syria, domitian and Shannon-Henderson, Power Play in Latin Love Elegy and its Multiple Forms of Continuity in Ovid’s (2019) 359
syria, interest in religious material Shannon-Henderson, Power Play in Latin Love Elegy and its Multiple Forms of Continuity in Ovid’s (2019) 16
syria, priesthood of Shannon-Henderson, Power Play in Latin Love Elegy and its Multiple Forms of Continuity in Ovid’s (2019) 359
syria Huttner, Early Christianity in the Lycus Valley (2013) 208
tacitus, on christians Malherbe et al., Light from the Gentiles: Hellenistic Philosophy and Early Christianity: Collected Essays of Abraham J (2014) 772
tacitus, on magic Malherbe et al., Light from the Gentiles: Hellenistic Philosophy and Early Christianity: Collected Essays of Abraham J (2014) 772
tacitus, roman historian Rizzi, Hadrian and the Christians (2010) 120
tacitus Pevarello, The Sentences of Sextus and the Origins of Christian Ascetiscism (2013) 170
temple in jerusalem Allison, 4 Baruch (2018) 174
theopompos (comic poet), dedication of relief to asklepios Renberg, Where Dreams May Come: Incubation Sanctuaries in the Greco-Roman World (2017) 221
tibur, hadrians villa, canopus Rizzi, Hadrian and the Christians (2010) 120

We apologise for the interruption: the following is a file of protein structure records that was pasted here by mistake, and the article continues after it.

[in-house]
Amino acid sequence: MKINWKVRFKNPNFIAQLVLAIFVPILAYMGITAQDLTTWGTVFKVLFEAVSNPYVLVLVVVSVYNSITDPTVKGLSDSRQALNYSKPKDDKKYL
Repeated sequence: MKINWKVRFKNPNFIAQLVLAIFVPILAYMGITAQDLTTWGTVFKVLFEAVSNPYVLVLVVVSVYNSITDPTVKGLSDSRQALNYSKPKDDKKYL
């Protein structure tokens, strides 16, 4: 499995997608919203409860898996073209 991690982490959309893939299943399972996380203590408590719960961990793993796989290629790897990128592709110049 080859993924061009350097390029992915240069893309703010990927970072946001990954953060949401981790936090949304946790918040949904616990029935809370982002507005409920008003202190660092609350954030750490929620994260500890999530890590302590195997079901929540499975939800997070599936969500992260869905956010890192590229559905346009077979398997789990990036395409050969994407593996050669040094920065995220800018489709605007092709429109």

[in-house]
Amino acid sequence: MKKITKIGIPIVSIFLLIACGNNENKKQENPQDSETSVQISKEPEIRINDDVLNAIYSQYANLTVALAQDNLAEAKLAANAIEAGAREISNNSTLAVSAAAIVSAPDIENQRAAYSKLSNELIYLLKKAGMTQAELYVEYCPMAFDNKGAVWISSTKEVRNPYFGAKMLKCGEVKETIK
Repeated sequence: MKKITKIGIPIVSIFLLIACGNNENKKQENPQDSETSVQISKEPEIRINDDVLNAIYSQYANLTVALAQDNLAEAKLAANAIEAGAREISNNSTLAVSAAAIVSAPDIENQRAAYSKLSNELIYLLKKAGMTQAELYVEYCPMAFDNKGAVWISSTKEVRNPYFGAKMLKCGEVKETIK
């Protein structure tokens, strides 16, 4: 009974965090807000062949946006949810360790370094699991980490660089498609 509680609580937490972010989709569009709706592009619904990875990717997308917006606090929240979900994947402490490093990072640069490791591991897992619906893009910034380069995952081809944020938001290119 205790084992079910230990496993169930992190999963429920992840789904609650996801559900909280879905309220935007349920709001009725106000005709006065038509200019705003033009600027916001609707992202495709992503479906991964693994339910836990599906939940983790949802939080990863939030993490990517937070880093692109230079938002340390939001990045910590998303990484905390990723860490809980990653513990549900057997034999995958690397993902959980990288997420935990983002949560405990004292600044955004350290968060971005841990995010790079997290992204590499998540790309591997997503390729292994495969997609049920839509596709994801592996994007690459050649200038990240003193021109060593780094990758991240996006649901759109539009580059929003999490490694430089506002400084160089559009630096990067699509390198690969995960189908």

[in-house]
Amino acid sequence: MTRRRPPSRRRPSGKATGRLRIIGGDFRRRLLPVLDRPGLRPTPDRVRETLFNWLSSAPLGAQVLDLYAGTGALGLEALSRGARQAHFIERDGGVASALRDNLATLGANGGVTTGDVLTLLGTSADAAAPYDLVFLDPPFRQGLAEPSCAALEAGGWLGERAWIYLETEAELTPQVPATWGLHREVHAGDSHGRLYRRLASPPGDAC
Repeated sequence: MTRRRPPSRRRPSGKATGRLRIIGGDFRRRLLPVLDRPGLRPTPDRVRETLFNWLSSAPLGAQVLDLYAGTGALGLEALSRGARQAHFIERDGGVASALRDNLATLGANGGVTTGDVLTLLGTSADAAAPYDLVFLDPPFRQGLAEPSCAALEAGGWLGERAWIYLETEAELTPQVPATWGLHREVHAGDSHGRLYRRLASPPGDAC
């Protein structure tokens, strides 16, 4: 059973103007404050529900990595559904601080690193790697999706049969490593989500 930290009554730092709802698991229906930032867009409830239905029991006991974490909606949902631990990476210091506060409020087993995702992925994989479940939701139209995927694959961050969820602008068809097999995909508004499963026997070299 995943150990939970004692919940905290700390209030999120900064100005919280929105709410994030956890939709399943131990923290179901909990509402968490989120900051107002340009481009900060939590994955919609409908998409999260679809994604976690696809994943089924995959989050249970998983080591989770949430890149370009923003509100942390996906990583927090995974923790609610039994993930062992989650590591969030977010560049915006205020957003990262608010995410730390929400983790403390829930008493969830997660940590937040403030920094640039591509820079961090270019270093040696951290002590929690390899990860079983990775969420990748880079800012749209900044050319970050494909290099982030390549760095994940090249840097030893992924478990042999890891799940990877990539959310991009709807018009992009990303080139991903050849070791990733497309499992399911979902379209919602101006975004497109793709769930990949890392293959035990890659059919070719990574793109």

tibur, hadrians villa, piazza doro Rizzi, Hadrian and the Christians (2010) 120
tibur, hadrians villa, valle di tempe Rizzi, Hadrian and the Christians (2010) 120
tibur, hadrians villa Rizzi, Hadrian and the Christians (2010) 120
touch miracles Nutzman, Contested Cures: Identity and Ritual Healing in Roman and Late Antique Palestine (2022) 175
trajan, roman emperor Rizzi, Hadrian and the Christians (2010) 120
ultio' Shannon-Henderson, Power Play in Latin Love Elegy and its Multiple Forms of Continuity in Ovid’s (2019) 16
vespasian, healing of visitors to alexandrian sarapieion Renberg, Where Dreams May Come: Incubation Sanctuaries in the Greco-Roman World (2017) 221, 339
vespasian, roman emperor Rizzi, Hadrian and the Christians (2010) 120
vespasian Crabb, Luke/Acts and the End of History (2020) 164, 170; Malherbe et al., Light from the Gentiles: Hellenistic Philosophy and Early Christianity: Collected Essays of Abraham J (2014) 772; Nutzman, Contested Cures: Identity and Ritual Healing in Roman and Late Antique Palestine (2022) 175; Price, Finkelberg and Shahar, Rome: An Empire of Many Nations: New Perspectives on Ethnic Diversity and Cultural Identity (2021) 191; Shannon-Henderson, Power Play in Latin Love Elegy and its Multiple Forms of Continuity in Ovid’s (2019) 359
vespasian (emperor) Huttner, Early Christianity in the Lycus Valley (2013) 208
vopiscus flavius, roman historian Rizzi, Hadrian and the Christians (2010) 120
wisdom Malherbe et al., Light from the Gentiles: Hellenistic Philosophy and Early Christianity: Collected Essays of Abraham J (2014) 772
zeno Pevarello, The Sentences of Sextus and the Origins of Christian Ascetiscism (2013) 170